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Write-Minded: Emotional Investment is Not Mere Politics

One of a writer’s greatest tools might just be cognitive awareness of what’s happening in the world around them, to themselves and to others. This awareness, or being woke, to use a much-maligned attribute, isn’t mere politics.

If you don’t ponder the plight of anyone else, how can you expect readers to give a damn about what happens to those in your imaginary world? Plus, you run the risk of cardboard cutouts for characters no one is going to want to emotionally invest in.

While writing that next great novel, what’s happening to your fictional characters is not to be taken lightly because it isn’t happening to you personally. I would argue that a good writer cares, and knows how to evoke emotional investment from their readers, so that they care, too.

Yes, writers often use their craft cathartically, as a temporary mode of escapism from the ills of society. This shouldn’t mean they become emotionally and intellectually separated from reality, or life’s truths.

Because, ultimately, every novel ever written in any given genre is about human relations, the human condition. Even books involving aliens. And it does a disservice to society—and potential readers—if a writer or anyone else claims that atrocities committed by and among humans are mere politics.

Some might eschew what they call politics to avoid reality or responsibility for their role in it. But that’s precisely why the rest of us are living in such a chaotic and cruel world. Because willful ignorance is dangerous and detrimental to society. Not to mention inordinately selfish and lacking in self-awareness.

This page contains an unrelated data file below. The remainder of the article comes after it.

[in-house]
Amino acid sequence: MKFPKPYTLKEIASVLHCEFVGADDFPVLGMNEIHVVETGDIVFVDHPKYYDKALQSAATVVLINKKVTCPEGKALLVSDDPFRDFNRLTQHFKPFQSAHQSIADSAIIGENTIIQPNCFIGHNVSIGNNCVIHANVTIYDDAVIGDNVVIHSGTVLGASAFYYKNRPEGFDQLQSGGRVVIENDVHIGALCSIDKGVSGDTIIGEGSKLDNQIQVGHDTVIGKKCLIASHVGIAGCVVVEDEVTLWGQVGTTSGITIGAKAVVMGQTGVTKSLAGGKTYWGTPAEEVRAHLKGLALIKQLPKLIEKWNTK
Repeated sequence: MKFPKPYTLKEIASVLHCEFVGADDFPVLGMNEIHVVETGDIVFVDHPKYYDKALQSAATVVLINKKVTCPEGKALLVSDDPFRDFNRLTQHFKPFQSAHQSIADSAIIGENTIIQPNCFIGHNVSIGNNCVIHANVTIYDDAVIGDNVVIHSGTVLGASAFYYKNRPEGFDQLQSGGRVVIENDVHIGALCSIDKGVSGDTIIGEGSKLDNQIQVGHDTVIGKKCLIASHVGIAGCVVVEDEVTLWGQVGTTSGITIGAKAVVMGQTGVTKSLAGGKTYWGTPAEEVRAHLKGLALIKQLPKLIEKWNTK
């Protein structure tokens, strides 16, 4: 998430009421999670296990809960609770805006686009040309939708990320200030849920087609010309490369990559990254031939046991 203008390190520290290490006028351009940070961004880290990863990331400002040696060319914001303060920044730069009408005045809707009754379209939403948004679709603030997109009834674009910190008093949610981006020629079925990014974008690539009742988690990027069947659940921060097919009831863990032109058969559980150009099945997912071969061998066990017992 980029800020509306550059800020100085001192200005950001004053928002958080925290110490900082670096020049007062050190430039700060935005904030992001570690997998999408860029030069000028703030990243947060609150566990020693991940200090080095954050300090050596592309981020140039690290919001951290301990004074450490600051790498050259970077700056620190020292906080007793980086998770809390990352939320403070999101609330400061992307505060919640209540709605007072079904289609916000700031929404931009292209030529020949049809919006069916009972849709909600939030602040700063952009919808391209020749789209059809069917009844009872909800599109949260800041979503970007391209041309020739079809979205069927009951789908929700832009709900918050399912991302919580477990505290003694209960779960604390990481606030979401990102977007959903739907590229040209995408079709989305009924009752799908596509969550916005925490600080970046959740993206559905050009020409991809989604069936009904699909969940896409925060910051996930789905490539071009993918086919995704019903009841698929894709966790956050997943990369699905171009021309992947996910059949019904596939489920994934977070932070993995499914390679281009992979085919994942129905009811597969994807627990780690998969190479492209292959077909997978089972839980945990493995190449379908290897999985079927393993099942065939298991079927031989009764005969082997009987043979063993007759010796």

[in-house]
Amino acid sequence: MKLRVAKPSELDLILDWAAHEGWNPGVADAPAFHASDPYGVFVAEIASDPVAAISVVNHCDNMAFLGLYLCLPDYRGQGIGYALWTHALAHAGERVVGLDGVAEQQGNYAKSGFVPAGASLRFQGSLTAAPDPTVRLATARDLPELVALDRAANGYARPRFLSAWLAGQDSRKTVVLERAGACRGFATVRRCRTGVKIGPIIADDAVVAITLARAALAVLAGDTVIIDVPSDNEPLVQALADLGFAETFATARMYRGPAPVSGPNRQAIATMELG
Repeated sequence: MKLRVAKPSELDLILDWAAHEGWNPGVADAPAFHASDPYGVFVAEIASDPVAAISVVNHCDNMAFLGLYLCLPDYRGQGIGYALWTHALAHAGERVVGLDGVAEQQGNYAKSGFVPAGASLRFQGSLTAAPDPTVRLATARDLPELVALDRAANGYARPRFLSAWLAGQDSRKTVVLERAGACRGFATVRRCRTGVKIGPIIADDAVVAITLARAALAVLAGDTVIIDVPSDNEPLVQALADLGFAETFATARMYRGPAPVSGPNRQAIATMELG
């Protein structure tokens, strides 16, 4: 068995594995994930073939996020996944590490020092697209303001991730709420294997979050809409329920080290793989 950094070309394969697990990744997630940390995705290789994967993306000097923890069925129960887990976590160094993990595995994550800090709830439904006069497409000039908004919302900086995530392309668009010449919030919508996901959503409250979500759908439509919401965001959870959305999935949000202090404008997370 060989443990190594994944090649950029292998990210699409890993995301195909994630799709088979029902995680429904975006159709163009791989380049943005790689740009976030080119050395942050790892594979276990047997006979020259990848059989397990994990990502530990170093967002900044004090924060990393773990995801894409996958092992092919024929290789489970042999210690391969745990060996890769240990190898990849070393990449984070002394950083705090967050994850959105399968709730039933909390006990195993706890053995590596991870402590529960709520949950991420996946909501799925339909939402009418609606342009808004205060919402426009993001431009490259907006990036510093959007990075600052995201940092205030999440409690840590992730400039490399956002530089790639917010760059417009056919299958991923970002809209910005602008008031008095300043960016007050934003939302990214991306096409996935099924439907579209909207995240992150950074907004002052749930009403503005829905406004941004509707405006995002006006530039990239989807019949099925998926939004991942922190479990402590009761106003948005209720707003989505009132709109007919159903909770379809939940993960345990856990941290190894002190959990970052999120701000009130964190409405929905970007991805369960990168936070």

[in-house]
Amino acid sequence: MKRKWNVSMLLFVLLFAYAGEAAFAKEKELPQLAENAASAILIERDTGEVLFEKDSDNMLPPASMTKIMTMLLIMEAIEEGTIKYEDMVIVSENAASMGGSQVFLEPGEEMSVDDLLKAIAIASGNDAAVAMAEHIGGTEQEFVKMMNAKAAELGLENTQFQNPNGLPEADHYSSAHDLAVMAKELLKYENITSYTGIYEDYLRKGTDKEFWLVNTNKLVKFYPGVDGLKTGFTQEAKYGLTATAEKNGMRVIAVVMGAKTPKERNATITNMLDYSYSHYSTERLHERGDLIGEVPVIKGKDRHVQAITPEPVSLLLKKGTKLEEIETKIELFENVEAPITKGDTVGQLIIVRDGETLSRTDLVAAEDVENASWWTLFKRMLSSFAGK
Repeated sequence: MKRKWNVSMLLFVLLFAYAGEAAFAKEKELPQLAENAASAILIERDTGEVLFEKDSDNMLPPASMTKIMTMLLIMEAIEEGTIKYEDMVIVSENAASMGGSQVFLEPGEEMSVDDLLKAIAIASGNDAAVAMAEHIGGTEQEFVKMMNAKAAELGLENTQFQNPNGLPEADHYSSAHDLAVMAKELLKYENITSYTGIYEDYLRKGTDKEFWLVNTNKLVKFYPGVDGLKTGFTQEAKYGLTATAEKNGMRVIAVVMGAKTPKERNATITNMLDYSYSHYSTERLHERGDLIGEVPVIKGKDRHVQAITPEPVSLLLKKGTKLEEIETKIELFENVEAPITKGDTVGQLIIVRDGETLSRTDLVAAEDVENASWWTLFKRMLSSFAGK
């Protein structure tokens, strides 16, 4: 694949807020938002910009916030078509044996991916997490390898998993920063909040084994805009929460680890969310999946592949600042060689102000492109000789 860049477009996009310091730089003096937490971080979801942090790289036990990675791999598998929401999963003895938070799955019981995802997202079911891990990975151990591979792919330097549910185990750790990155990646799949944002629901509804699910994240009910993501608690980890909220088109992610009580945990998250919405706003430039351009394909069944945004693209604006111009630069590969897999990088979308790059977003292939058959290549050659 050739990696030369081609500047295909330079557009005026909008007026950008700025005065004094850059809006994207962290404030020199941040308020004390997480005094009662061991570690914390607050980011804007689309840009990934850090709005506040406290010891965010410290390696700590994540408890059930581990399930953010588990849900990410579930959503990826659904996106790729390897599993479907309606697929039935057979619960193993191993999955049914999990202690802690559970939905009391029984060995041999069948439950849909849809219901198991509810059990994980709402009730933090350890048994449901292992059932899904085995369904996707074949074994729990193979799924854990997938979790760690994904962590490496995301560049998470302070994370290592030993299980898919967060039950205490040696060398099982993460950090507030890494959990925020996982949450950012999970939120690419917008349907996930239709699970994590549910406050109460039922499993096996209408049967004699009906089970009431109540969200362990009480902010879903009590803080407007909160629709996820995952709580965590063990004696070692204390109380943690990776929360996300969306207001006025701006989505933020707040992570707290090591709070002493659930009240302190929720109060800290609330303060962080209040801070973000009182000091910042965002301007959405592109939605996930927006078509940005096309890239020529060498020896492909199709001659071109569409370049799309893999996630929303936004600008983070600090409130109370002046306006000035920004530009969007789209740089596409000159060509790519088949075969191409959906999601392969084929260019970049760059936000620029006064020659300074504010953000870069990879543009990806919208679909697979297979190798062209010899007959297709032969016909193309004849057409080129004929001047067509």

Others might blithely—or worse, smugly—proclaim, “I don’t do politics.” As if they are above it all and can’t be bothered to invest time or emotional energy in making the world a better place. As if, because it isn’t happening to them in their privileged alternate universe, it is of no consequence.

But racism and other forms of hate and bigotry perpetrated on fellow human beings are not mere politics. Violent crimes are not mere politics simply because one’s fragile or scoffing psyche chooses not to acknowledge their existence.

This COVID pandemic is not political, yet thousands of deaths occurred because political figures turned it into a heartless spectacle. The Holocaust and all atrocities of war are not mere politics, though they may be waged by a maniacal madman’s political end. Same goes for race wars, and those who murder others because of their skin color. And if putting kids in cages at our southern border was shrugged off as mere politics by some, that might make them as evil as a monster straight out of a psychotically crafted horror story.

Everyone needs an emotional breather from what’s going on in the world. Sometimes personal tragedy or other trials and tribulations demands primary focus while the external insanity gets shoved to the back burner. But reality will continue to simmer, rapidly boiling over into our lives whether we wish it so or not—and whether we deign to dismiss it as mere politics.

It’s neither healthy, wise nor emotionally superior for writers to claim they don’t pay attention to what they deem mere politics in order to conveniently avoid being present in this world, this reality. Especially when it comes to caring about the plight of others. Because if you don’t care and can’t be bothered, why should the rest of us care about what you think or write?